Laurent Esso, Cameroon’s Minister of Justice, has asked the Presidency to furnish him with documents containing evidence of embezzlement of funds intended for COVID-19 management in the country.
The demand follows a letter from Ferdinand Ngoh Ngoh, the Secretary-General at the Presidency to the Minister of Justice, saying President Paul Biya had instructed him to order the Minister of Justice to prosecute all those suspected to have embezzled COVID-19 funds.
On April 6, Ngoh Ngoh had addressed a letter to Esso in which he declared inter alia: “In enclosing herewith a thermo-copy of the report of the Audit Bench of the Supreme Court in relation to the subject indicated (embezzlement of Covid-19 funds – Editor), I have the honour to forward to you the high directives of the Head of State prescribing the opening of a judicial investigation against the authors, co-authors and accomplices to cases of financial improprieties.”
However, the said correspondence did not include any documents containing evidence of embezzlement against the alleged embezzlers nor the names of the said embezzlers.
The Minister of Justice last week wrote back to the Secretary-General at the Presidency demanding that he “forward the documents of the investigations of the high jurisdiction that were not attached to your correspondence.”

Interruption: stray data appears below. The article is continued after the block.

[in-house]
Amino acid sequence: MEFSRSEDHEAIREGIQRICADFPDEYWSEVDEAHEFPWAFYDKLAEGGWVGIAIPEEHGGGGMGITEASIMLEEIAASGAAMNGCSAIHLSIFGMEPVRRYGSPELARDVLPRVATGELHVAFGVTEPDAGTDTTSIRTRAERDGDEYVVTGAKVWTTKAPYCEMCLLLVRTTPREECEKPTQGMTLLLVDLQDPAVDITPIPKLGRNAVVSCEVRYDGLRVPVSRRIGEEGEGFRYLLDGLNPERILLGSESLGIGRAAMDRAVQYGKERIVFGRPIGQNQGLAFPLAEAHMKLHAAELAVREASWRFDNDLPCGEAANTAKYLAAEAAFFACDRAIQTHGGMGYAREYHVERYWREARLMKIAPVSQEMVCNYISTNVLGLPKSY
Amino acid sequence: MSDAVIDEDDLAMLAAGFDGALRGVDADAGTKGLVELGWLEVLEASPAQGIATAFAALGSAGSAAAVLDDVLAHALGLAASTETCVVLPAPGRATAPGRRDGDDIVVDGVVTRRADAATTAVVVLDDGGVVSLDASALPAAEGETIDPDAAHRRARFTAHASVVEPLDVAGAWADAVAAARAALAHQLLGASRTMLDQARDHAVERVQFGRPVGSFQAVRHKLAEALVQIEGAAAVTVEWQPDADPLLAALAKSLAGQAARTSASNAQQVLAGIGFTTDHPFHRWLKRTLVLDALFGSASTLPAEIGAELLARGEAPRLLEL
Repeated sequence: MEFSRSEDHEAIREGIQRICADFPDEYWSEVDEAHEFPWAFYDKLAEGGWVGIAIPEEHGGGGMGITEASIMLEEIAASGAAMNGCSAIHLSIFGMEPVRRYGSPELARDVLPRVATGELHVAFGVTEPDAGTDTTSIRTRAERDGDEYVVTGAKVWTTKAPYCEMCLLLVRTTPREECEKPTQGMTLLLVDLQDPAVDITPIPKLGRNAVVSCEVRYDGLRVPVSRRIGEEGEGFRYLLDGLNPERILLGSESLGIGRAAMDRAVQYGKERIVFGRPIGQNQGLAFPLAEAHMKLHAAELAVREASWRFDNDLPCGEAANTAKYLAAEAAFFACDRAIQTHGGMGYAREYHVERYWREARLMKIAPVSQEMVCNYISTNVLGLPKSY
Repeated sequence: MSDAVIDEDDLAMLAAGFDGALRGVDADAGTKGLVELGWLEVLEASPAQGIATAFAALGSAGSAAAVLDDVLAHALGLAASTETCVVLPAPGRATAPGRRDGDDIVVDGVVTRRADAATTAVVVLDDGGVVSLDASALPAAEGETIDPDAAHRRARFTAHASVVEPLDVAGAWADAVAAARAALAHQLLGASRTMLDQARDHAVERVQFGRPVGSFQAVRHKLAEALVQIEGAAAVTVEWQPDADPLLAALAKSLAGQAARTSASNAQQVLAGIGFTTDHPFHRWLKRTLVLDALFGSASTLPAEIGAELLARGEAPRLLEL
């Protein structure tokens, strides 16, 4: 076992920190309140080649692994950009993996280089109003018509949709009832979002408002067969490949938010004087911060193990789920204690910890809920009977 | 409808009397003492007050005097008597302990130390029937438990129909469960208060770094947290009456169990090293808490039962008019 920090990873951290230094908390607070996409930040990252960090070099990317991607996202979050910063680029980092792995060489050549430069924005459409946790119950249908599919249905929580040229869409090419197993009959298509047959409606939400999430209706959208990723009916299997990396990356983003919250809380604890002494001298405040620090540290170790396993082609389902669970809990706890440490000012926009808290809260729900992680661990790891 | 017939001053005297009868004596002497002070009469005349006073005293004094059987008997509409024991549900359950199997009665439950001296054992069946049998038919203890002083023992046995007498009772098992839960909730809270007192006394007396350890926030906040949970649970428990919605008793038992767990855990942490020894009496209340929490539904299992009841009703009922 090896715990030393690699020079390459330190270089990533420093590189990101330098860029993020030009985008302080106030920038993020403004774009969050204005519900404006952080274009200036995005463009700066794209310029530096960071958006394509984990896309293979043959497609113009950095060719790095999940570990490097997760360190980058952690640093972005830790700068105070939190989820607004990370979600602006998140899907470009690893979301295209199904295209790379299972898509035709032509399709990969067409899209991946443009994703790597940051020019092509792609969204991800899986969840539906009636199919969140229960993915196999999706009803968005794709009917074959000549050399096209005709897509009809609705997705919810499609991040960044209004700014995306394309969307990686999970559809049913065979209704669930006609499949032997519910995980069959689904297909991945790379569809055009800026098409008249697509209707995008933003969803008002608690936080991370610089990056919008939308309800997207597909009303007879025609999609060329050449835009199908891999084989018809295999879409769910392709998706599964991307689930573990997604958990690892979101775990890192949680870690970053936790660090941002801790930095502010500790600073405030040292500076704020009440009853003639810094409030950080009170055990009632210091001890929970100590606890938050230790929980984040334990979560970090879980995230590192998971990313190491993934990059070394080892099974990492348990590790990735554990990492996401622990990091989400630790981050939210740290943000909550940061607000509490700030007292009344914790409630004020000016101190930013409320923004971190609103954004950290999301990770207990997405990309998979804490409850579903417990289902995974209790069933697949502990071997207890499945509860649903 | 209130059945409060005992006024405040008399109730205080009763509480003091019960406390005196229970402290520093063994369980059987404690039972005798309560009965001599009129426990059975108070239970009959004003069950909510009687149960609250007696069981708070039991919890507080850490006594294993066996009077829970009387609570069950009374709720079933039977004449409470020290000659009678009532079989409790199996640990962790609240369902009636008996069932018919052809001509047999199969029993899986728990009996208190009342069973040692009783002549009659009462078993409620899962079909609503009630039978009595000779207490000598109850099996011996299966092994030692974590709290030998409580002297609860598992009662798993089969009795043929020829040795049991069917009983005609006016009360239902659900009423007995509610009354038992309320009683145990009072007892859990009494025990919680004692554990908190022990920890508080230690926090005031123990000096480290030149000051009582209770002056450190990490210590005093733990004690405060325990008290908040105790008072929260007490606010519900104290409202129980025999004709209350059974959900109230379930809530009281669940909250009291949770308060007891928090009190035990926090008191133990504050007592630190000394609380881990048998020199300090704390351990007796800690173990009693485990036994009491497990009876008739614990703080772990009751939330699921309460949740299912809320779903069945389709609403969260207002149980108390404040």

Since the outbreak of the COVID-19 pandemic, Cameroon has received two emergency loans totalling $382 million from the International Monetary Fund (IMF) to fight the pandemic, including its negative effects on the national economy.
The Cameroon authorities also created a national COVID-19 solidarity fund to the tune of 180 billion FCFA for the same purpose.
All these funds were distributed to various ministerial departments involved in the COVID-19 fight. However, there is very little to show to justify the huge sums of money allegedly spent by the ministries that received the allocations.
Efforts to seek accountability following demands by the IMF for an audit of the funds before any further funds can be made available have resulted in confusion as to which national entity would carry out the audit.
The Supreme State Audit and the Audit Bench of the Supreme Court have been differently selected by two opposing poles of government namely the Presidency and the Prime Minister’s Office to carry out the audit with each pole claiming the right to do the auditing.
“It would appear the confusion that this fight between powers in the presidency and the prime minister’s office has brought about is a deliberate attempt to muddy the waters and shield those who have stolen billions intended to be used in saving the lives of Cameroonians and the country’s flagging economy.”
“This umpteenth thievery should not be allowed to pass,” fumes, Essosse Eugene a political activist in Douala, the country’s economic capital.
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